Active Recollection aims to recall or recover the essence in what is perceived, ‘and thus the attainment of objective insight and release’.1 Husserl termed it the phenomenological epoché or stoppage, ‘the necessary operation which renders pure consciousness accessible to us’.1 It is termed samādhi or sati in Indian literature.5  Continuous Recollection is ‘the freely stabilized ground of release at which Active Recollection has been aiming.’1 Obedience is not a state of subservience but orientation to ‘the transcendent Source of Right and Good.’1 It operates in conjunction with Faith in this transcendence.

The three foundational skills were structured into a four-part system known since ancient times and appearing in modern contexts in learning theory, Freud and Jung. Described as the four creative functions, these are ‘purposive drive, deciding on means, putting into practice, and a virtually secret maturing of one’s skills in consequence’.3 In ancient texts they are represented as four stages in the passage of the sun, rising in the east, zenith in the south, down to earth in the west, and underground in the north.13 This corresponds with aspiration (E), assessment (S), action or manifestation (W), fulfilment or non-attachment (N); it also corresponds respectively with Faith, Obedience, Active Recollection, Continuous Recollection.1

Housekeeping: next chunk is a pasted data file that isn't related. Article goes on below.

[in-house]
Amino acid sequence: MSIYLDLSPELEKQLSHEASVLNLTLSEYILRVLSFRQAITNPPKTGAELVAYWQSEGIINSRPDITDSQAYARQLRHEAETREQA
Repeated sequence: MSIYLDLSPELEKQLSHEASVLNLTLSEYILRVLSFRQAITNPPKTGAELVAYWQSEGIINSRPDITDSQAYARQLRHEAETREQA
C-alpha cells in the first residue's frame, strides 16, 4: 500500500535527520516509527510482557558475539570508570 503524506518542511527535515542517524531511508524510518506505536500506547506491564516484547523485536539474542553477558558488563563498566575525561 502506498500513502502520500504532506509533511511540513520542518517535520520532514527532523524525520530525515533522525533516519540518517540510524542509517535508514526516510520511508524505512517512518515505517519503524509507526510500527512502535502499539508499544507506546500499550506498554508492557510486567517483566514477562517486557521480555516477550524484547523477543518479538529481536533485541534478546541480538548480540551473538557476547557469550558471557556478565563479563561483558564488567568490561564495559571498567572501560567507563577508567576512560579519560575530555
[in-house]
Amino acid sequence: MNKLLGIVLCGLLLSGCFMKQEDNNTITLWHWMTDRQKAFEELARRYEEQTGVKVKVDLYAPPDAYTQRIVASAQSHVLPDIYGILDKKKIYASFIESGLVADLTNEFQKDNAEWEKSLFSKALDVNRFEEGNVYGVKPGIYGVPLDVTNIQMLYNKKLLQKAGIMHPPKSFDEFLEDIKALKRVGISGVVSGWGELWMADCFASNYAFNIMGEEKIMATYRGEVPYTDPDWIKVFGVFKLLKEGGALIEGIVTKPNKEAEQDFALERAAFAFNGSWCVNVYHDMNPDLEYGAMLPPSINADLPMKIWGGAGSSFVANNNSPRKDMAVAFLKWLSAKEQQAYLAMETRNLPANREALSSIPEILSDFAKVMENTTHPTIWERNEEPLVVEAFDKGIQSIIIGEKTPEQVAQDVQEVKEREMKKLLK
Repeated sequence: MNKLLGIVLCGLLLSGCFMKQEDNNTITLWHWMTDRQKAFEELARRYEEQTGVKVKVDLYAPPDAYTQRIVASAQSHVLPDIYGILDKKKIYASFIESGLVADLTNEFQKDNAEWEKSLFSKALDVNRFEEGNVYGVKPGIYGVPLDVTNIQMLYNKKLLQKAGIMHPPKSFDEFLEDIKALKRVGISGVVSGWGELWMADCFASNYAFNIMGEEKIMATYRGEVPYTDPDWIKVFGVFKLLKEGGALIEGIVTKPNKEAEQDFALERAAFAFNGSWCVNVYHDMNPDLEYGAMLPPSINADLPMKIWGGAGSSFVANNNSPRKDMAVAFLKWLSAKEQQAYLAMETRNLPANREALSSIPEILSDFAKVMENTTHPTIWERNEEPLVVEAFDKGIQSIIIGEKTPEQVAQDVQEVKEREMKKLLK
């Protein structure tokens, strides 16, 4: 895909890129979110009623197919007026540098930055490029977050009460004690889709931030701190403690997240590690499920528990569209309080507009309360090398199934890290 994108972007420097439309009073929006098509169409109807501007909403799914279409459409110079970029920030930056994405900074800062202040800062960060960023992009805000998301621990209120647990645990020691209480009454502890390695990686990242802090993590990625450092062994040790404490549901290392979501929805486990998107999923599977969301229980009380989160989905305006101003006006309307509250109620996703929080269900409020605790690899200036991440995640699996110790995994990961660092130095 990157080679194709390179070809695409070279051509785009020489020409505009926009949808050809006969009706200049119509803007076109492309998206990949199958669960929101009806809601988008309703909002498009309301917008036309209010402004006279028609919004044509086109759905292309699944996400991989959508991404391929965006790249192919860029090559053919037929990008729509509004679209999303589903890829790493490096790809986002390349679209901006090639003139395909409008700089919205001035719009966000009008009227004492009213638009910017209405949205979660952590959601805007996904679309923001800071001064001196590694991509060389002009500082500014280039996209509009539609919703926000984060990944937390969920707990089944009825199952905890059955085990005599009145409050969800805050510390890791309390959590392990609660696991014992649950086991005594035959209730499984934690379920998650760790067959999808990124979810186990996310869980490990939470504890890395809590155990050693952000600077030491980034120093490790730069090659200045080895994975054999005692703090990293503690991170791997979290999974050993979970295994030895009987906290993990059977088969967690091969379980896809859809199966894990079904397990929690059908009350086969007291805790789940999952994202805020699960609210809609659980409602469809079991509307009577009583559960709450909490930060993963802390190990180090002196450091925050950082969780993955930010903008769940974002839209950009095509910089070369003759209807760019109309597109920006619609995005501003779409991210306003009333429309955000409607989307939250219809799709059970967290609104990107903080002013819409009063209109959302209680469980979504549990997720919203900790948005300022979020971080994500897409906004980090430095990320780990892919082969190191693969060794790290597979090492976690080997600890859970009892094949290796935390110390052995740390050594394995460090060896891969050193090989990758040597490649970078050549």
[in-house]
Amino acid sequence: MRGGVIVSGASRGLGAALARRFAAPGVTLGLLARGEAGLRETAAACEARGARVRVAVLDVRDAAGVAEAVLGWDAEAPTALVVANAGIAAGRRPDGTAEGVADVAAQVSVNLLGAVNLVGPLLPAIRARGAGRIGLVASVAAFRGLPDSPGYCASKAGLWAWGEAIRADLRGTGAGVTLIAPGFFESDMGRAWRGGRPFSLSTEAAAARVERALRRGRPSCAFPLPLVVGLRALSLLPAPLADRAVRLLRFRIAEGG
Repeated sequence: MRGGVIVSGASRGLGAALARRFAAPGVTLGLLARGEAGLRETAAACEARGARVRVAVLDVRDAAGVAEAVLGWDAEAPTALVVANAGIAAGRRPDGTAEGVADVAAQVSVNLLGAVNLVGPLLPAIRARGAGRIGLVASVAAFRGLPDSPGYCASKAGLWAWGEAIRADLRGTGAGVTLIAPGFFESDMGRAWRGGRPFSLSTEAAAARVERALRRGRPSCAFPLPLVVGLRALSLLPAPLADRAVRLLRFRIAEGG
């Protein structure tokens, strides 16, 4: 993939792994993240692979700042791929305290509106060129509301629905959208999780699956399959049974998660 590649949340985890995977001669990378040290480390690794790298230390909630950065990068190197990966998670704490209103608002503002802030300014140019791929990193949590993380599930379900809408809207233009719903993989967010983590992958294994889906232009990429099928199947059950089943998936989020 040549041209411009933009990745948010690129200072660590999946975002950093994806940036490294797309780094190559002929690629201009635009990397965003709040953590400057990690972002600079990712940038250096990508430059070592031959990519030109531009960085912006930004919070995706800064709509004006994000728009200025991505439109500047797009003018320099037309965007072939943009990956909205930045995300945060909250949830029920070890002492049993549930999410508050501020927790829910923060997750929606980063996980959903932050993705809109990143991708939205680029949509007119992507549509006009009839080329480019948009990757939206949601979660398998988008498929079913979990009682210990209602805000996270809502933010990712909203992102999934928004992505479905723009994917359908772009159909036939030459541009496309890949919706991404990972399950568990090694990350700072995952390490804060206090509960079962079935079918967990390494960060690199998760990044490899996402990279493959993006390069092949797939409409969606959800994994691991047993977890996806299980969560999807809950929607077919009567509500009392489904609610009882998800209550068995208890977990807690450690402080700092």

Whiteman placed great importance on this cycle having its opposites or ‘counterfeits’ of self-will, self-satisfaction, automaticity, complacency, which may lead to a corresponding cycle of ‘stresses’ of death-feeling, shame, pain, fear. This in turn may lead to ‘inner contests’,1 2 3 which hopefully overcome these spiritual deficiencies.